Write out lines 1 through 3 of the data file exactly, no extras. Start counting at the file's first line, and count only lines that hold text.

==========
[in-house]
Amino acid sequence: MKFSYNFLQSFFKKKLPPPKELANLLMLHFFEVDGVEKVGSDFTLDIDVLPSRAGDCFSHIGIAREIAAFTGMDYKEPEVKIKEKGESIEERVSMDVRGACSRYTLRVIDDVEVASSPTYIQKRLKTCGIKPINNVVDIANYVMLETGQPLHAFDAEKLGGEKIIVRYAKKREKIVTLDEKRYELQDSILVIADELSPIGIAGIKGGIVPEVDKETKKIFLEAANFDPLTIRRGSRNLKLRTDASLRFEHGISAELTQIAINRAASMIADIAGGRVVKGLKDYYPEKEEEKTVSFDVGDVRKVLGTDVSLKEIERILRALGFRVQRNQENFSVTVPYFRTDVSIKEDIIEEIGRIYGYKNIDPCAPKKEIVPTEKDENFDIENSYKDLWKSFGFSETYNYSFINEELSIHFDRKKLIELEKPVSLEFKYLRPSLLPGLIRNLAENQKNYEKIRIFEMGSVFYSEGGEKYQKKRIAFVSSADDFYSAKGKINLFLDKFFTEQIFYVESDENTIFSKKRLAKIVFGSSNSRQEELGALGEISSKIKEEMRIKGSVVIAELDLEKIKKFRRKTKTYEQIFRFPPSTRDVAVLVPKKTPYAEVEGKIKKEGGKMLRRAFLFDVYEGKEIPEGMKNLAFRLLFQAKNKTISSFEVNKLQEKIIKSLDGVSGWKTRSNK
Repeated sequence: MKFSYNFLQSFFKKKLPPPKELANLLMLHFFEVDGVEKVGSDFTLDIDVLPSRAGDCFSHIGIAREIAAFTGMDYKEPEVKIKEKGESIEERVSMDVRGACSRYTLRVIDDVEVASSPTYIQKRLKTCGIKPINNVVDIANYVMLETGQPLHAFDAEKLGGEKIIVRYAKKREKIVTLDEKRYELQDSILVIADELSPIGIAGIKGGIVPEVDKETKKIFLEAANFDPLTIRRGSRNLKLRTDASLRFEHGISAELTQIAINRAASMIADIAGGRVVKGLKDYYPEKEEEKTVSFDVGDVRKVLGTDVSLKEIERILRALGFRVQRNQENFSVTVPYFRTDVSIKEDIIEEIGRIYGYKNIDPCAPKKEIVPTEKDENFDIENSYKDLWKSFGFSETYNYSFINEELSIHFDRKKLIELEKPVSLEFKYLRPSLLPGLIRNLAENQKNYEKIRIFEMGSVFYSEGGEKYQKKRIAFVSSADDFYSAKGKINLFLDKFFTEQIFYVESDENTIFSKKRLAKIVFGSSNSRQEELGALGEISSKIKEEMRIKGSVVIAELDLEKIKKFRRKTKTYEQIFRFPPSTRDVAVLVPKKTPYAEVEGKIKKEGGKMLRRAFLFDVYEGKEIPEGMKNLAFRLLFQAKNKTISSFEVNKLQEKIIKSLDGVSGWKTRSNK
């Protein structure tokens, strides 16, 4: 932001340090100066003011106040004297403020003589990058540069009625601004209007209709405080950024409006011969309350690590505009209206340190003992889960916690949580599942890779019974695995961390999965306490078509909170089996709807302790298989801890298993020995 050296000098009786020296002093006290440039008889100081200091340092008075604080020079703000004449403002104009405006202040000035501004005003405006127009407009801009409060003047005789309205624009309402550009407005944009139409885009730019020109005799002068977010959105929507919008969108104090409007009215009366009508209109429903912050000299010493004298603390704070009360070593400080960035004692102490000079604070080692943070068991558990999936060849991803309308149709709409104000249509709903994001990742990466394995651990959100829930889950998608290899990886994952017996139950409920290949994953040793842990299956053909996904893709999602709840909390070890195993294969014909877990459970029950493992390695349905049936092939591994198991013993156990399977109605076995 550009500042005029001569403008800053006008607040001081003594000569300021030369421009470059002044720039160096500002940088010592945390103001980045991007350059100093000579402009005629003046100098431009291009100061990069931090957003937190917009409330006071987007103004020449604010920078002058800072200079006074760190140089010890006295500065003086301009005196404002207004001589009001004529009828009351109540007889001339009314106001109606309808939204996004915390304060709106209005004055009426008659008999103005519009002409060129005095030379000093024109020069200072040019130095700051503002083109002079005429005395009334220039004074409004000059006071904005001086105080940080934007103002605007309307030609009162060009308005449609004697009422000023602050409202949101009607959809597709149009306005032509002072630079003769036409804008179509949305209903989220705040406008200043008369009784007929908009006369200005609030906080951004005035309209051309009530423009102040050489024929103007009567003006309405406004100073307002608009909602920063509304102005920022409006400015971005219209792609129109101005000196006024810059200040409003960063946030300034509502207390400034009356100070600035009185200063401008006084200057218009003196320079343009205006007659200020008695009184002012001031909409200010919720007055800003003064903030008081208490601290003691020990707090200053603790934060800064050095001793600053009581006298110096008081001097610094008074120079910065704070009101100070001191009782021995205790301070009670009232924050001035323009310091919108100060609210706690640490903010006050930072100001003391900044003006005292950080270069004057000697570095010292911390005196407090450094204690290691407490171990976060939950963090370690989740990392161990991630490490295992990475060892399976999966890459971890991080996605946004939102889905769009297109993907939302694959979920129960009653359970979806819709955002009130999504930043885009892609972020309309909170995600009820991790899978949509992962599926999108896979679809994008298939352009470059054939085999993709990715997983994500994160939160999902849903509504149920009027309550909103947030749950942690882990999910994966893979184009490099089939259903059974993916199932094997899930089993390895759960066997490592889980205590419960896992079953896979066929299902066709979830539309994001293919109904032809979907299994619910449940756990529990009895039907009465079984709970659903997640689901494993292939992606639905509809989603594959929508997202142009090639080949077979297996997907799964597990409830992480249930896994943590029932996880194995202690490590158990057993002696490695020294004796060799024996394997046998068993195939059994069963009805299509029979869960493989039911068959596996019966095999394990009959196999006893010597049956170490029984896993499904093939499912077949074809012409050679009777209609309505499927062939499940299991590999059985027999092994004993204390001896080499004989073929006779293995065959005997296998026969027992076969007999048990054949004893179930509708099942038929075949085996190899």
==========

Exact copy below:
[in-house]
Amino acid sequence: MKFSYNFLQSFFKKKLPPPKELANLLMLHFFEVDGVEKVGSDFTLDIDVLPSRAGDCFSHIGIAREIAAFTGMDYKEPEVKIKEKGESIEERVSMDVRGACSRYTLRVIDDVEVASSPTYIQKRLKTCGIKPINNVVDIANYVMLETGQPLHAFDAEKLGGEKIIVRYAKKREKIVTLDEKRYELQDSILVIADELSPIGIAGIKGGIVPEVDKETKKIFLEAANFDPLTIRRGSRNLKLRTDASLRFEHGISAELTQIAINRAASMIADIAGGRVVKGLKDYYPEKEEEKTVSFDVGDVRKVLGTDVSLKEIERILRALGFRVQRNQENFSVTVPYFRTDVSIKEDIIEEIGRIYGYKNIDPCAPKKEIVPTEKDENFDIENSYKDLWKSFGFSETYNYSFINEELSIHFDRKKLIELEKPVSLEFKYLRPSLLPGLIRNLAENQKNYEKIRIFEMGSVFYSEGGEKYQKKRIAFVSSADDFYSAKGKINLFLDKFFTEQIFYVESDENTIFSKKRLAKIVFGSSNSRQEELGALGEISSKIKEEMRIKGSVVIAELDLEKIKKFRRKTKTYEQIFRFPPSTRDVAVLVPKKTPYAEVEGKIKKEGGKMLRRAFLFDVYEGKEIPEGMKNLAFRLLFQAKNKTISSFEVNKLQEKIIKSLDGVSGWKTRSNK
Repeated sequence: MKFSYNFLQSFFKKKLPPPKELANLLMLHFFEVDGVEKVGSDFTLDIDVLPSRAGDCFSHIGIAREIAAFTGMDYKEPEVKIKEKGESIEERVSMDVRGACSRYTLRVIDDVEVASSPTYIQKRLKTCGIKPINNVVDIANYVMLETGQPLHAFDAEKLGGEKIIVRYAKKREKIVTLDEKRYELQDSILVIADELSPIGIAGIKGGIVPEVDKETKKIFLEAANFDPLTIRRGSRNLKLRTDASLRFEHGISAELTQIAINRAASMIADIAGGRVVKGLKDYYPEKEEEKTVSFDVGDVRKVLGTDVSLKEIERILRALGFRVQRNQENFSVTVPYFRTDVSIKEDIIEEIGRIYGYKNIDPCAPKKEIVPTEKDENFDIENSYKDLWKSFGFSETYNYSFINEELSIHFDRKKLIELEKPVSLEFKYLRPSLLPGLIRNLAENQKNYEKIRIFEMGSVFYSEGGEKYQKKRIAFVSSADDFYSAKGKINLFLDKFFTEQIFYVESDENTIFSKKRLAKIVFGSSNSRQEELGALGEISSKIKEEMRIKGSVVIAELDLEKIKKFRRKTKTYEQIFRFPPSTRDVAVLVPKKTPYAEVEGKIKKEGGKMLRRAFLFDVYEGKEIPEGMKNLAFRLLFQAKNKTISSFEVNKLQEKIIKSLDGVSGWKTRSNK